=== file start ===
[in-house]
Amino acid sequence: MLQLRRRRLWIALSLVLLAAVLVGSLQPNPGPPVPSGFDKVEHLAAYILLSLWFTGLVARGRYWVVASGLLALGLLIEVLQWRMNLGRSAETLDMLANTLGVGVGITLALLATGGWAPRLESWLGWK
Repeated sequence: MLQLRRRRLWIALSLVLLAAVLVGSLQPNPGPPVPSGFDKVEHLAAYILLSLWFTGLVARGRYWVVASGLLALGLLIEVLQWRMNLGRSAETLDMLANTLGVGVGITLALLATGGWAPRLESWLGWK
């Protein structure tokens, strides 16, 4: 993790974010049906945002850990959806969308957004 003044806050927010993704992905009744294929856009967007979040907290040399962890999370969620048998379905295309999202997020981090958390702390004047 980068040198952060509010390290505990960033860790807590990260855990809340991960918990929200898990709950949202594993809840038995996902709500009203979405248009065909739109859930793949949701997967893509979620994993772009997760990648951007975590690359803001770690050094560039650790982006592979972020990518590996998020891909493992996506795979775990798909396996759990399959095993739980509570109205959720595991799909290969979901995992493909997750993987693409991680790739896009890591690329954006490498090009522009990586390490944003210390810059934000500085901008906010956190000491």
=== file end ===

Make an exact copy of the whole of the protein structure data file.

[in-house]
Amino acid sequence: MLQLRRRRLWIALSLVLLAAVLVGSLQPNPGPPVPSGFDKVEHLAAYILLSLWFTGLVARGRYWVVASGLLALGLLIEVLQWRMNLGRSAETLDMLANTLGVGVGITLALLATGGWAPRLESWLGWK
Repeated sequence: MLQLRRRRLWIALSLVLLAAVLVGSLQPNPGPPVPSGFDKVEHLAAYILLSLWFTGLVARGRYWVVASGLLALGLLIEVLQWRMNLGRSAETLDMLANTLGVGVGITLALLATGGWAPRLESWLGWK
């Protein structure tokens, strides 16, 4: 993790974010049906945002850990959806969308957004 003044806050927010993704992905009744294929856009967007979040907290040399962890999370969620048998379905295309999202997020981090958390702390004047 980068040198952060509010390290505990960033860790807590990260855990809340991960918990929200898990709950949202594993809840038995996902709500009203979405248009065909739109859930793949949701997967893509979620994993772009997760990648951007975590690359803001770690050094560039650790982006592979972020990518590996998020891909493992996506795979775990798909396996759990399959095993739980509570109205959720595991799909290969979901995992493909997750993987693409991680790739896009890591690329954006490498090009522009990586390490944003210390810059934000500085901008906010956190000491």